Hello everyone. Time for another Writer Tip Wednesday. Today we’re continuing our discussion of revisions.

Before you begin revising, make a checklist of what needs to be addressed.  Below is mine.

Finished MS. This is vital. It won’t do any good to start revisions if the MS isn’t completely written out. Too many issues can get overlooked without a full MS. Which means more work, and multiple extra revisions.

Notes for plot holes that jumped out. I make these notes during my read through. I don’t look for these, they find me.

Scene list. Helps keep track of the major events, and structure of the novel, also helps spot any possible plot holes, and weak scenes. This makes it easier to switch scenes around for optimum impact as well, and ensure each scene drives the story forward.

Character arc progression chart. Helps track character growth throughout the novel, so I can ensure there is character growth throughout the novel. Preferably in every scene.

Plot progression chart. So I can keep track of the changes and ensure all major points, and twists are reached at the optimal moment for the strongest impact.


No-no words list. Weak words, and passive words. I like to keep my writing dynamic, so these words will be eliminated whenever I find them, unless I can’t continue without them.

Feedback from critique partners. Positive and negative. Lets me know what does and doesn’t work as a general consensus. If it’s only brought up once, or by one person, I’ll consider it stylistic differences, but not go out of my way to change it. If it’s brought up by many people, obviously something isn’t working. Reviewing this list helps pinpoint what, or why.

List of what I feel needs addressed. Weak scenes that I will either strengthen, or cut, places that need description added, or lessened, places where tension needs increased, deeper POV, where sentences need tightened, pacing issues, ect. I make this list during my read through. Remember the “bloody red pen” is your friend, not your enemy. It hurts at first, but your MS is stronger afterward.

Editing notes. Grammar issues, word choice issues, sentence structures, and variations, typos, repetitious actions, or words, a list of how many times each word is used, ect.

Okay readers, sound off: Do you make a checklist? What kinds of things are on it? How thorough are you with the “bloody red pen” phase? How many revision rounds do you go through?

P.S. This article is featured in a writer’s/editor’s collaboration here.

About kittyb78

Catrina Barton is a licensed Kung-Fu Instructor of the Black Dragon style, and draws on that experience to make her fight scenes both realistic and action packed. She enjoys being surrounded by the stark beauty of mother nature. Whether it's a moon-lit starry sky, or a picnic by a peaceful waterfall cascading from the mountain side. Growing up no matter where she was physically, she always had at least one book in her hands and spent every free moment lost in a book. It's only natural that as she grew up, her passion for reading grew into an even stronger passion for writing, especially Young Adult Paranormal Romances. She is a proud member of many writing and marketing groups, and an active participant at Critique Circle and several other crit groups. Favorite personal quote: "An author cannot grow without both constructive criticism and encouragement."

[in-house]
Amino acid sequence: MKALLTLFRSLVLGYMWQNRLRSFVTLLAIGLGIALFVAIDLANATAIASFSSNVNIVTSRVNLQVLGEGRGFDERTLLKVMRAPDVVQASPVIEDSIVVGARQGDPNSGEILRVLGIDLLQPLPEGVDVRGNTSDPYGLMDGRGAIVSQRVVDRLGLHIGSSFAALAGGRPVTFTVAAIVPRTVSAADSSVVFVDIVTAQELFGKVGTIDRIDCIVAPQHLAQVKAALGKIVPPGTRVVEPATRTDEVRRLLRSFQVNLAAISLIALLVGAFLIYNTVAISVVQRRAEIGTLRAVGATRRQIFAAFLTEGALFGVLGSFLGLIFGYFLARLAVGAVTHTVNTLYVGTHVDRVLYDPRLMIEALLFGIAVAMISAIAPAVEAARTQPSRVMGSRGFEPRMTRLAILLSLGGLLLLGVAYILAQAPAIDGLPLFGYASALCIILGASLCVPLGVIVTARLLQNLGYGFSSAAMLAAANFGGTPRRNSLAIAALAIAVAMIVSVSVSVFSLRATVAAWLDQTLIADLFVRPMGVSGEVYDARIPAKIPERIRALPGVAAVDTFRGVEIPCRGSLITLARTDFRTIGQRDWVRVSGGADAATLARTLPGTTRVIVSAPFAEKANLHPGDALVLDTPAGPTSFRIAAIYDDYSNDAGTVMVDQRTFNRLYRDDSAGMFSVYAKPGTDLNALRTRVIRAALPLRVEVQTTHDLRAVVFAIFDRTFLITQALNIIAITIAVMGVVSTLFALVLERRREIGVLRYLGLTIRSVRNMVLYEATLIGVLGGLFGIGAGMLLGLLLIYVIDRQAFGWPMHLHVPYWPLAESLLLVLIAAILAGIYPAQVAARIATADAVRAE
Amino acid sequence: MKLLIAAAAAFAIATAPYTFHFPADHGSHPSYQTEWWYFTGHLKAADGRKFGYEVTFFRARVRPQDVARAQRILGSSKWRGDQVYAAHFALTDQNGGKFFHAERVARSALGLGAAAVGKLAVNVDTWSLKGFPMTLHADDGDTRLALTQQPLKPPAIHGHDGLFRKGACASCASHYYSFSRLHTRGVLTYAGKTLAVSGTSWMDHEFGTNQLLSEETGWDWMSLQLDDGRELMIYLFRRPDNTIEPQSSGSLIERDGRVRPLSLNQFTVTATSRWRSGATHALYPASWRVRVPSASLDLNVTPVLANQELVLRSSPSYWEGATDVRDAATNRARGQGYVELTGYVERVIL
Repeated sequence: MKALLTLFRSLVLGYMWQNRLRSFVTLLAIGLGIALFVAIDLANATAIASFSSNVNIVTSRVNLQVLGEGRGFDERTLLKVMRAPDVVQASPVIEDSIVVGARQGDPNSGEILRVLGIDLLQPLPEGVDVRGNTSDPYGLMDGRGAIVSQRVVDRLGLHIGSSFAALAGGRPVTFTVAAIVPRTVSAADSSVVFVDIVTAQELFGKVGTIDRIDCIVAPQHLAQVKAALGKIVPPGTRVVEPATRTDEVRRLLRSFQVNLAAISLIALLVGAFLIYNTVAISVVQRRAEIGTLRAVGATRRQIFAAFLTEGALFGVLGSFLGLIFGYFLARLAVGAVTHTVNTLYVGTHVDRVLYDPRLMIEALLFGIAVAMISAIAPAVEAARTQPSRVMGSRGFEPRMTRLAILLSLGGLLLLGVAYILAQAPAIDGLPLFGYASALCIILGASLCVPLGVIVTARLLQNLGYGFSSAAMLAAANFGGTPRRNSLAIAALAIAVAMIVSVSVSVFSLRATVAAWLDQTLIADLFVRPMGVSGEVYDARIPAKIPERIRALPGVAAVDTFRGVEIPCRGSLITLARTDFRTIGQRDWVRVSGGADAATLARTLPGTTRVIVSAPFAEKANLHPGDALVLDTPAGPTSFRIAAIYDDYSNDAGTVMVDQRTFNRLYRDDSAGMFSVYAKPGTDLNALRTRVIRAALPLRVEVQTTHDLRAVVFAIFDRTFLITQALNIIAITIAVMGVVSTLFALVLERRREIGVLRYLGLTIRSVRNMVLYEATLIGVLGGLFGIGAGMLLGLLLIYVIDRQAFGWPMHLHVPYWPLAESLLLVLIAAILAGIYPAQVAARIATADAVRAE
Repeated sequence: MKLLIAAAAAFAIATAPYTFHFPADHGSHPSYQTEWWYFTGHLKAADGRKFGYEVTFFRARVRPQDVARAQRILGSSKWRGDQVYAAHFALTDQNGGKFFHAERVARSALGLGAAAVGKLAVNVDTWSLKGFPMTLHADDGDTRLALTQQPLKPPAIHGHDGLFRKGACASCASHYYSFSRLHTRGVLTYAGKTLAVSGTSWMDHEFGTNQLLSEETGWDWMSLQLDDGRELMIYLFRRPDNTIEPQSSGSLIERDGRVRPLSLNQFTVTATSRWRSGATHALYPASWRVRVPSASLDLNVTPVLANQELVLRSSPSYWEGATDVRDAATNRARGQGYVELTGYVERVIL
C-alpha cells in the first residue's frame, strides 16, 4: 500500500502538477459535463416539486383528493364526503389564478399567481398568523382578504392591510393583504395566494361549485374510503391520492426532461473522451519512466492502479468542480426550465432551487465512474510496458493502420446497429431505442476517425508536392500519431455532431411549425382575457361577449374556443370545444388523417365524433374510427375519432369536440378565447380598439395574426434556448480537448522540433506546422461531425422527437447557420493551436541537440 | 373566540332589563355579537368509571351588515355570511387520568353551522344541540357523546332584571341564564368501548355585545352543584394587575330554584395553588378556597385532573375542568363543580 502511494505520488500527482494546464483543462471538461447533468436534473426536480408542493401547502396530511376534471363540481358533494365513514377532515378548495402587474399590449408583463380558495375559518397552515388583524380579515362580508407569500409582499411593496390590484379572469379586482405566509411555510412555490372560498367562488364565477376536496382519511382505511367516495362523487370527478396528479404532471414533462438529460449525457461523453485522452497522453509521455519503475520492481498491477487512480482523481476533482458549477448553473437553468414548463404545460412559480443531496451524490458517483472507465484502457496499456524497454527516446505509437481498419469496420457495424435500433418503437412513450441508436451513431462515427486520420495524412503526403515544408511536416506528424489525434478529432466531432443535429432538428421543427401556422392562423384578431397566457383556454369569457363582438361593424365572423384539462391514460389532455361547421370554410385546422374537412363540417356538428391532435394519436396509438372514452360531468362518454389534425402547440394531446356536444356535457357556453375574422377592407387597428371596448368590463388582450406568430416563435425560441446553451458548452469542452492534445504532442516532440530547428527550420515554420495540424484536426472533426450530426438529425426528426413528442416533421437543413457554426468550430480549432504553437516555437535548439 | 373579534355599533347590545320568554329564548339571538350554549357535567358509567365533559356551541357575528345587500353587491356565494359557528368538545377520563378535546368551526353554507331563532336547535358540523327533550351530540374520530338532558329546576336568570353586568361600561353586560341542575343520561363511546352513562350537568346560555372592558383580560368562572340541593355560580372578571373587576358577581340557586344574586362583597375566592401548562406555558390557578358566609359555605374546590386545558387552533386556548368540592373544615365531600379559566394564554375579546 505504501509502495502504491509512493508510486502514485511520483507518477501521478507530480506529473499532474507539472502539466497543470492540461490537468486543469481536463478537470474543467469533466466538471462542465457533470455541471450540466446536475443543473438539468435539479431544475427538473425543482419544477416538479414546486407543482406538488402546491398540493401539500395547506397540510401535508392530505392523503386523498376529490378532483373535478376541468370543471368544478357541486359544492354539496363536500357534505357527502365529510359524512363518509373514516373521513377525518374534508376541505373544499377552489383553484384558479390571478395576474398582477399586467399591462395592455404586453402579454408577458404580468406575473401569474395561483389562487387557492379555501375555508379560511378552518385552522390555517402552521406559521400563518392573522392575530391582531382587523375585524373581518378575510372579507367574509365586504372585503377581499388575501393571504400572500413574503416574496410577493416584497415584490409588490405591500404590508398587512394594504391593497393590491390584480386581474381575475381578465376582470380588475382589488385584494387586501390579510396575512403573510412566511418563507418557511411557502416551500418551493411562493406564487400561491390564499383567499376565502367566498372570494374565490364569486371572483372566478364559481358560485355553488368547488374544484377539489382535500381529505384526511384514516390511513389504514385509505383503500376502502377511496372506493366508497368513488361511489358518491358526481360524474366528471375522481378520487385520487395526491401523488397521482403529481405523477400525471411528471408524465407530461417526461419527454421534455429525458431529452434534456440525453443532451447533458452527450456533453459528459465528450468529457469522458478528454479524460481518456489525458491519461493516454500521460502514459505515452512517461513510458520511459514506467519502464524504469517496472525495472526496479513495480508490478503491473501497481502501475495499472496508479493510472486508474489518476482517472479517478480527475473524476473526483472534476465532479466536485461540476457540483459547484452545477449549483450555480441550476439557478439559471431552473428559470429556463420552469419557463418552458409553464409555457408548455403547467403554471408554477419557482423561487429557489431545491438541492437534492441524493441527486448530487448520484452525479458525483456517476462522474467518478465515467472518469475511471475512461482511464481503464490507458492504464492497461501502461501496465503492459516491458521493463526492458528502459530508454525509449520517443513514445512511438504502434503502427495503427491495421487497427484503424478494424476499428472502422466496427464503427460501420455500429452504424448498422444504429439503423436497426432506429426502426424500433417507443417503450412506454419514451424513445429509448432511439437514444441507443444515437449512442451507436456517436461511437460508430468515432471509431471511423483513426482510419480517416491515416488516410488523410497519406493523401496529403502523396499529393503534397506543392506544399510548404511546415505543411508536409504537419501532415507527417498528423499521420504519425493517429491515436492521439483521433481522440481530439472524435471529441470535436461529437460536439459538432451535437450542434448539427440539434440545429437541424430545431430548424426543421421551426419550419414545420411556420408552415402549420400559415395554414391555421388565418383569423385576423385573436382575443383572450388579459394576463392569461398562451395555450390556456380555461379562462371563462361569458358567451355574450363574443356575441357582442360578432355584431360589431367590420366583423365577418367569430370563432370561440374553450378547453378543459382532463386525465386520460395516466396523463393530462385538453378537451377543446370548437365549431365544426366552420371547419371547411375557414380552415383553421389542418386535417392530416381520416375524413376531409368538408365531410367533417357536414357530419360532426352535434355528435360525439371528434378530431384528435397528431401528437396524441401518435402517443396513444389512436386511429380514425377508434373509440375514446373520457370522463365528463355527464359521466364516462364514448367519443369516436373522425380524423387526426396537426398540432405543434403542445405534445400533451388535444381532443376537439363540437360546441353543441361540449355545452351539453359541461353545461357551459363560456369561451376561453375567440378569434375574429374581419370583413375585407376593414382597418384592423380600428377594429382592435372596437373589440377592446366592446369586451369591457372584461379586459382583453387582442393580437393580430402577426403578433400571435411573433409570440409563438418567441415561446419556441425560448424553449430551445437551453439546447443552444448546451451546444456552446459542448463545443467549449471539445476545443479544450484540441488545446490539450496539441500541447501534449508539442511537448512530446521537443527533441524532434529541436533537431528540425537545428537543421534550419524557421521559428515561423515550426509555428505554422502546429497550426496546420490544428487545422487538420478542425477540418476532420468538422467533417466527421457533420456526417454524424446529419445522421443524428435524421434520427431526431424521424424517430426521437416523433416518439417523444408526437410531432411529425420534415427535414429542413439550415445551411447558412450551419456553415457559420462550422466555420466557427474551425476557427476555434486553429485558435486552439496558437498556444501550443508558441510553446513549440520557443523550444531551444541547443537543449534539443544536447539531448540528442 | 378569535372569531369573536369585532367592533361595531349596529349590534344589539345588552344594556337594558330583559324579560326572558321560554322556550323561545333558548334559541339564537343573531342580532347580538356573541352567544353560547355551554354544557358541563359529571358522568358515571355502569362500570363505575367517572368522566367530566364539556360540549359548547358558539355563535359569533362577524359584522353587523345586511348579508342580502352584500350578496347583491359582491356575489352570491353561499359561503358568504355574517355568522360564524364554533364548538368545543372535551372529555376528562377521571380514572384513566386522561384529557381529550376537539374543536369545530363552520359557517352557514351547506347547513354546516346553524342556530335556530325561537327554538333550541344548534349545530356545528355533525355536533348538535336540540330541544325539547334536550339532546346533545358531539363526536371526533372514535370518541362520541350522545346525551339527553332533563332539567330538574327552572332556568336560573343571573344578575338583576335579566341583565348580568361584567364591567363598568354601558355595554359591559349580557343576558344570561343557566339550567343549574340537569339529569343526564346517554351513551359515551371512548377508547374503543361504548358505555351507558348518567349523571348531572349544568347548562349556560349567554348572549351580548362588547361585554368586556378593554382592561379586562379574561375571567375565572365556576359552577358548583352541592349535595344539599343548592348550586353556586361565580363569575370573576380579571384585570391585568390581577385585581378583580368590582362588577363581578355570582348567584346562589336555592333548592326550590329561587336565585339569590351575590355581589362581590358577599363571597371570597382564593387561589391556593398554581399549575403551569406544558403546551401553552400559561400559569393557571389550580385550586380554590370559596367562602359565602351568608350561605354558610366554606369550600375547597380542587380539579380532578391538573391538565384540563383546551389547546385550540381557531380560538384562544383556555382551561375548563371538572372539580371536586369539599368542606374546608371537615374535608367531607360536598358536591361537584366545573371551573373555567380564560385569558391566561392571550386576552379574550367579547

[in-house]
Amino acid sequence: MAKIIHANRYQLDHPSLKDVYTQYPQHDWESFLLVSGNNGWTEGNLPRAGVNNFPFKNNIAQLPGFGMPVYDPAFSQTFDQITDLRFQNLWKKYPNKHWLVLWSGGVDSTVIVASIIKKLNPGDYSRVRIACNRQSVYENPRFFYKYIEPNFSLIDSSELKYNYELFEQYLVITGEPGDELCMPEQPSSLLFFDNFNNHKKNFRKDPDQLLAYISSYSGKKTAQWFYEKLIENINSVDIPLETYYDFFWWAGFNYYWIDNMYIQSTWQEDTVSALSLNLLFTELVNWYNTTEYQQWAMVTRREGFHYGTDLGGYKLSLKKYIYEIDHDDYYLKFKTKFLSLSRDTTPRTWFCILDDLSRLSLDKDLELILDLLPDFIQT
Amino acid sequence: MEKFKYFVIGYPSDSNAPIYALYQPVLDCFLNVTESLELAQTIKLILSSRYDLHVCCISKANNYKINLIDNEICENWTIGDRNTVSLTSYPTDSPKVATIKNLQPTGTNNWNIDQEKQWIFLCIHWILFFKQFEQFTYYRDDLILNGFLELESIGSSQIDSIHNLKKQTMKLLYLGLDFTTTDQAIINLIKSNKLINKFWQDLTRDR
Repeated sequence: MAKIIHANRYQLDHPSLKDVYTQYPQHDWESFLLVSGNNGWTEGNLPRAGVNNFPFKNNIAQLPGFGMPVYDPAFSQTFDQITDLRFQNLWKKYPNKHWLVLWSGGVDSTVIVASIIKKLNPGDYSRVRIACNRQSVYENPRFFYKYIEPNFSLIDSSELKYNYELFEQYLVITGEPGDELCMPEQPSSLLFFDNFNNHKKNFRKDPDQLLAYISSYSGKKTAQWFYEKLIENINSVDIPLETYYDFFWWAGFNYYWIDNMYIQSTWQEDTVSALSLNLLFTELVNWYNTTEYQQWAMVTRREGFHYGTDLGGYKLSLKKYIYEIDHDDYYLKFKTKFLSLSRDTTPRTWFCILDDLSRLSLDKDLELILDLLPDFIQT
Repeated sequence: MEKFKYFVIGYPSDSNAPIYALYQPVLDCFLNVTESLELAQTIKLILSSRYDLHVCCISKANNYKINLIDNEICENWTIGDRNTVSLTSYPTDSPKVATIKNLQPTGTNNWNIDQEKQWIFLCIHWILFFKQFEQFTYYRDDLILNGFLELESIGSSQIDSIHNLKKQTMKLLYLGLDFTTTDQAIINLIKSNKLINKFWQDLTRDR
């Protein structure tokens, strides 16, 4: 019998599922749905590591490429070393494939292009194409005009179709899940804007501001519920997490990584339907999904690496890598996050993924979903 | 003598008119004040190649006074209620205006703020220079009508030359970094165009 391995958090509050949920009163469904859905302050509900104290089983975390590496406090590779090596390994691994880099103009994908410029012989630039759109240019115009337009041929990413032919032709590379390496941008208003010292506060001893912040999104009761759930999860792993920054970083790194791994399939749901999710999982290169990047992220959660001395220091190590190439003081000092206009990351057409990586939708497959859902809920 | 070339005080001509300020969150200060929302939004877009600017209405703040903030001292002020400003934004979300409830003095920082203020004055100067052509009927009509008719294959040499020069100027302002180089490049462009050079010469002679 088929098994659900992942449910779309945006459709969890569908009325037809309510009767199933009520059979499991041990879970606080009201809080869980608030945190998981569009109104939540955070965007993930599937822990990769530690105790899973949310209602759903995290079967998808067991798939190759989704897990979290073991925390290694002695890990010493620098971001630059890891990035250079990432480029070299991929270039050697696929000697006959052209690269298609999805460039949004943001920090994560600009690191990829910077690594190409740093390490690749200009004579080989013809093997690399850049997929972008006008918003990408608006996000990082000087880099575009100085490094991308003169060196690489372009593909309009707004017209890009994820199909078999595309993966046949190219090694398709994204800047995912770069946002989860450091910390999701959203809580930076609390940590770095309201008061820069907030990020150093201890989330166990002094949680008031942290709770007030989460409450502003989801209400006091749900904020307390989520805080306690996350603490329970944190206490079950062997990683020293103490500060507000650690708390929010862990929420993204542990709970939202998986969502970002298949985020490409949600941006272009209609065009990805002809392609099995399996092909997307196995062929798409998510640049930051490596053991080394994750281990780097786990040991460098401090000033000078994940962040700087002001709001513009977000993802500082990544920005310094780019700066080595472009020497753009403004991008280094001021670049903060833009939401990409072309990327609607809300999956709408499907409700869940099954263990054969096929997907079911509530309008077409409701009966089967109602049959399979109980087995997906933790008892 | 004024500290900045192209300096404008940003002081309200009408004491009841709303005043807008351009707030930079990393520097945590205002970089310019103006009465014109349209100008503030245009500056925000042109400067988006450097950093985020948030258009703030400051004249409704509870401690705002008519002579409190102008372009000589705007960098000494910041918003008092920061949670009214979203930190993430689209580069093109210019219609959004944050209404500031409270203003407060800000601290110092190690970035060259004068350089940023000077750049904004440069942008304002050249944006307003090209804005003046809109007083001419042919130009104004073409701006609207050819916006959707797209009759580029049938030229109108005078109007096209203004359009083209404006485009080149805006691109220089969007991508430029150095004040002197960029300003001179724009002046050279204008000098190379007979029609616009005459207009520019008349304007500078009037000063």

38 responses »

  1. Hi Kitty,

    I do a lot of these with a large MS, but the smaller ones I don’t think need as much.

    Good luck with your book.

    • kittyb78 says:

      Hi Janice, thanks for stopping by and commenting. I’ve never revised anything short yet. I have a short story I plan to revise later this year. Thank you. Good luck with your latest release. Feel free to return anytime. 🙂

  2. Eva Rieder says:

    I definitely make a checklist, and while I don’t use a red pen (mostly blue, green, or purple), I make a couple rounds through with revisions. A lot of these checklist items I haven’t used, but it’s a good list–thanks for sharing, Catrina!

    • kittyb78 says:

      Eva! Always a pleasure to have you stop by. I use red ink, because it reminds me of how teachers graded our papers. XD I try to be as thorough as I can so I only have to go through one revision, 🙂 I have an analytical mind so it works best for me this way. 🙂

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